If your kids are like mine, they’re fascinated by trains. Perhaps it’s the powerful sound of the horn at crossings, the rumble of locomotives chugging alongside the highway, or the magic of an unusual sight found mostly in cartoons, movies, and storybooks.
For DART rail system information, including maps and schedules, visit www.dart.org. Day passes cost $5 for adults and $2.50 for children ages 5-14; two-hour passes cost $2.50 and $1.25, respectively. Children younger than five ride free with a paying adult.
Maybe it’s just the allure of traveling without seatbelts. Whatever the reason, children love trains—and so do many of us grownups.
The Dallas Area Rapid Transit (DART) light-rail system includes 90 miles of track and 62 stations along four color-coded lines. The system, which recorded 96,380 passenger trips per weekday in 2014, bustles with commuters on a daily basis. But it also provides an entertaining and convenient way to explore the Dallas area, offering access to a variety of the city’s attractions. For my six- and nine-year-old sons, the light-rail journey is half the fun. Here are five family-friendly destinations that justify climbing aboard.
Dallas Zoo Station
This station is just steps from the entrance to the Dallas Zoo, which is open 364 days a year. (Even the animals get Christmas off.) It’s home to some 2,200 animals representing more than 500 species. Memorable exhibits include Giants of the Savanna, which features lions, elephants, and zebras in naturalistic habitats. Children enjoy the opportunity to feed giraffes by hand from a platform that provides eye-to-eye interaction. Through September 7, the zoo is also showcasing more than 25 roaring, animatronic dinosaurs in its Giants of the Jurassic exhibit.
The zoo opens 9 a.m.-5 p.m. March through October 23; it closes at 4 p.m. the rest of the year. General admission is $15; $12 for seniors and kids ages three to 11.
(Red, Orange, and Blue lines)
This is the only underground station in the DART system, with tracks that are 10 stories below street level. The six escalators that carry riders from the platform to the surface are the longest your kids (or you) may have ever seen; four are 138 feet, which made them the longest escalators west of the Mississippi when the station opened in 2000, according to DART. As if that weren’t enough fun, you can also ride the inclinators—elevators that travel on an incline. Their walls are windows, prompting kids to press their noses to the glass and watch their destination draw closer.
Once you reach the surface, you can hop on the M-Line Trolley. Its six vintage streetcars run through the Uptown neighborhood between Cityplace/Uptown Station and downtown Dallas. Stops along the way include the chic West Village Shopping Center and Klyde Warren Park, a five-acre green space built over a freeway that offers everything from a playground and ping-pong tables to concerts, croquet, and food trucks.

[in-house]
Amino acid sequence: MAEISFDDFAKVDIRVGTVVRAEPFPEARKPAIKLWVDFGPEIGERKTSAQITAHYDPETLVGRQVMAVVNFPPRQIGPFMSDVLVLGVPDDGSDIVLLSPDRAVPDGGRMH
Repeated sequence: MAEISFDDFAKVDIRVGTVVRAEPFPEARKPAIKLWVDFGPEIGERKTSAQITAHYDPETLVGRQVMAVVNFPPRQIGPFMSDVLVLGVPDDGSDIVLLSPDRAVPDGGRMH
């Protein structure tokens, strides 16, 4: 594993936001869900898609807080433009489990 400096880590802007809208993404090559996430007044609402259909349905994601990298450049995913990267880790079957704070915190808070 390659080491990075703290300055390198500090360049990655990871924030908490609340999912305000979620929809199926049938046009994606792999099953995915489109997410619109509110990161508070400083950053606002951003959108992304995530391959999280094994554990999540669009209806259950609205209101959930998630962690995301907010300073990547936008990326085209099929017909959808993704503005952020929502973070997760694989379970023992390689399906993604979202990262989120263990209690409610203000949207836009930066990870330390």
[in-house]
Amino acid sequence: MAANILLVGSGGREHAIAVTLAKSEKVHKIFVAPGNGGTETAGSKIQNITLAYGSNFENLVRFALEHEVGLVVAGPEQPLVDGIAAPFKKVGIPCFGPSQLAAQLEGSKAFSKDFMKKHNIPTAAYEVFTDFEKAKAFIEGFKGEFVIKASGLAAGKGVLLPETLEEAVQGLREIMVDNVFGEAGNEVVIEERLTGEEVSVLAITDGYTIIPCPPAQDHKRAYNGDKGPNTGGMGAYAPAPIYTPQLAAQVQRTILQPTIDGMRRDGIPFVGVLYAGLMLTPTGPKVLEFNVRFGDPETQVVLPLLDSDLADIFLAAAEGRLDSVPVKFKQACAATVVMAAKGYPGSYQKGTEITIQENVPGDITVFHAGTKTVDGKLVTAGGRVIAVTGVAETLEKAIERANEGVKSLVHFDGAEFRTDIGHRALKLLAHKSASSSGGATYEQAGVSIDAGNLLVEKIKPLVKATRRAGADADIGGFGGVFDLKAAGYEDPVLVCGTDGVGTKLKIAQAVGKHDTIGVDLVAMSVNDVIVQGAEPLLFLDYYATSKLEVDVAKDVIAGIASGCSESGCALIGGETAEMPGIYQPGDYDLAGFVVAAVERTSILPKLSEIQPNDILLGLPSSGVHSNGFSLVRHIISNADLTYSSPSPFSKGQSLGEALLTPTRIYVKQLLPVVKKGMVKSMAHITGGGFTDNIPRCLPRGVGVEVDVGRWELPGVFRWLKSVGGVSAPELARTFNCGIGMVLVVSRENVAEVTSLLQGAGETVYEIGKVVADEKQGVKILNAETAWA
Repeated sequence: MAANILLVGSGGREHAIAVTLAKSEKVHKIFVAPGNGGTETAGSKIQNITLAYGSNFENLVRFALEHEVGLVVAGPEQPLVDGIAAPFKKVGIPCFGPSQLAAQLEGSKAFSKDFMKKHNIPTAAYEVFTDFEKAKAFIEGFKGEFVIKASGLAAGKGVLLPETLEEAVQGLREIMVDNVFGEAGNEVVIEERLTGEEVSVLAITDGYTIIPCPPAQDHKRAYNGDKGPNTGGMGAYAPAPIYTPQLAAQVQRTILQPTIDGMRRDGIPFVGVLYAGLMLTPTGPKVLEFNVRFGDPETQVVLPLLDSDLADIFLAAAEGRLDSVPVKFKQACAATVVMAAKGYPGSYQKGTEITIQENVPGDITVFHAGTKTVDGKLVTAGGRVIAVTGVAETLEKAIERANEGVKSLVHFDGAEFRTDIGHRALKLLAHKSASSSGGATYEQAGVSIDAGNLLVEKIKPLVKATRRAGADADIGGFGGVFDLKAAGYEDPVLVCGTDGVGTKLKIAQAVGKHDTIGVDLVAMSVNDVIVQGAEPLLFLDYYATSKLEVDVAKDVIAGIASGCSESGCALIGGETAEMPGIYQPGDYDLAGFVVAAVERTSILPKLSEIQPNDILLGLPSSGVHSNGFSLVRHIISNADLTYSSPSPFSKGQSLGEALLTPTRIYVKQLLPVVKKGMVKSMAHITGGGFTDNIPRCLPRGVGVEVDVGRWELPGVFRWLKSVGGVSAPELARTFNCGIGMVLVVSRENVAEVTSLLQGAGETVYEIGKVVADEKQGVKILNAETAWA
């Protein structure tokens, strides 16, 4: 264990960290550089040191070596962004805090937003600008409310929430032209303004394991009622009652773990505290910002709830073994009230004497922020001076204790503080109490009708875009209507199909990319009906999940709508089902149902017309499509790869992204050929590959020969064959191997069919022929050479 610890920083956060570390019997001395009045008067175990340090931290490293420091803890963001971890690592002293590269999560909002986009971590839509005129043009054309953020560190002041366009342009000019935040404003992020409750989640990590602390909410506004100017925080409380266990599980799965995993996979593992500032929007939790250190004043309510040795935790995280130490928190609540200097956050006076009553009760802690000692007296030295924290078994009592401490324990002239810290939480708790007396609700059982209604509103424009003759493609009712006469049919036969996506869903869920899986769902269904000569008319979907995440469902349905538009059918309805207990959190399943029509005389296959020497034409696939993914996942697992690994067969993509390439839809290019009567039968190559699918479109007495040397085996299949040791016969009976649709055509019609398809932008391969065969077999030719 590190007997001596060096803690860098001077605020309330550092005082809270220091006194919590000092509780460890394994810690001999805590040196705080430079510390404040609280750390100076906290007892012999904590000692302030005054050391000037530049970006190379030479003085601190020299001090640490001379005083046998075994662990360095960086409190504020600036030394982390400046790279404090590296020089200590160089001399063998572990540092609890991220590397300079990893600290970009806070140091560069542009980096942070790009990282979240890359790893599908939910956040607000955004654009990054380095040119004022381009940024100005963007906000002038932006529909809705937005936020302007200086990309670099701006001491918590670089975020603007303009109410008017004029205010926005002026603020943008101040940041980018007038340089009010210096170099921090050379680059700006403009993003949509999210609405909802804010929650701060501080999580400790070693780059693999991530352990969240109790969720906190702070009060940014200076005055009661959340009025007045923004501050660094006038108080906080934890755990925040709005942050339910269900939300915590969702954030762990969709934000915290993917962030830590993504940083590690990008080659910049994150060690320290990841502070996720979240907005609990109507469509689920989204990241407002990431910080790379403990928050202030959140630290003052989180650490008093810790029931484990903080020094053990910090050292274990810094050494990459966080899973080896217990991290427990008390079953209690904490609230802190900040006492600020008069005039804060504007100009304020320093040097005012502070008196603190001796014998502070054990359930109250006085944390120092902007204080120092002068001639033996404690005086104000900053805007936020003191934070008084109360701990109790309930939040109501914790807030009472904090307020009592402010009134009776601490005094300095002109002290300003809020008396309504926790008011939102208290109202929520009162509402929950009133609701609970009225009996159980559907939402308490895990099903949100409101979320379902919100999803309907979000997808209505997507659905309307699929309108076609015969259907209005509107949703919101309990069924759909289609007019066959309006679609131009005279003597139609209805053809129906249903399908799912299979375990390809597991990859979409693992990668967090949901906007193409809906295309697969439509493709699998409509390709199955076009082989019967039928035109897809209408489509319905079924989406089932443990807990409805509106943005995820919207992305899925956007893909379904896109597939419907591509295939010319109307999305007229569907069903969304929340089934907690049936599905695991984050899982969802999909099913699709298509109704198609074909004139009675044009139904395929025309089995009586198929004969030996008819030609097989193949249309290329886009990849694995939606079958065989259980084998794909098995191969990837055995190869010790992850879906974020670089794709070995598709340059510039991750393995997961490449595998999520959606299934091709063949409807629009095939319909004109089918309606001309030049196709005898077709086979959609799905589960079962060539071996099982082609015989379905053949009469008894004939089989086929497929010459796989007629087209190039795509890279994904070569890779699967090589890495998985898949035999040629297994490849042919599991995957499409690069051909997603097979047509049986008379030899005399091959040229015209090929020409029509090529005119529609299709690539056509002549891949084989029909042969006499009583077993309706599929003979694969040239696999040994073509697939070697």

Downtown Carrollton Station
This station is so close to Babe’s Chicken Dinner House that your nose will lure you there as soon as you step off the train. Babe’s has an ultra-casual atmosphere and a simple menu—five entrées, including fried chicken and chicken-fried steak, and six sides, such as mashed potatoes and green beans—all served family-style. If you have trouble getting your server’s attention, it’s likely because he or she’s engaged in one of the periodic renditions of “The Hokey Pokey,” which your kids will be invited to join. Babe’s opens 11 a.m.-9 p.m. daily, but closes between 2 and 5 on weekdays.
For dessert, stroll across the square to Bloom’s Candy & Soda Pop Shop, where more than 800 varieties of candy—think Goo Goo Clusters and Double Decker Moon Pies—and 250 bottled sodas, such as Sioux City Sarsaparilla, dazzle the eyes. No matter how varied your family’s tastes, everyone will find something to satisfy their sweet tooth. Bloom’s is open until “8-ish” Sunday to Wednesday and “9-ish” Thursday to Saturday.
Downtown Plano Station
(Red and Orange lines)
This station is right next to Haggard Park, where you will find two things important to all young families: playgrounds and restrooms. If you want to maintain the train theme, you can also visit the Interurban Railway Museum, a monument to the electric trains that linked regional towns from Waco to Denison in the first half of the 20th Century. Admission is free, but the hours are limited: 10 a.m.-2 p.m. weekdays, 1 p.m.-5 p.m. Saturdays. On the other side of the tracks is downtown Plano, a quaint historic district with restaurants—Kelly’s Eastside offers a comfortable patio and a wide-ranging menu of sandwiches and burgers—and boutiques, such as La Foofaraw, an antiques, home décor, and floral shop.
St. Paul Station
(All four lines)
In the heart of downtown Dallas, this station is just a few blocks from Klyde Warren Park, the Dallas Museum of Art, and the Nasher Sculpture Center. The Dallas Museum of Art offers free general admission, while the Nasher is free for children younger than 12 and $10 for adults. Both museums offer an array of activities for children, including activity tote bags at the DMA and the Nasher’s family programming and free entry on the first Saturday of each month.
Before going back to the DART station, mosey to Klyde Warren Park for a snack and to encourage the kids to burn some energy before boarding the train—all the better to enjoy the ride.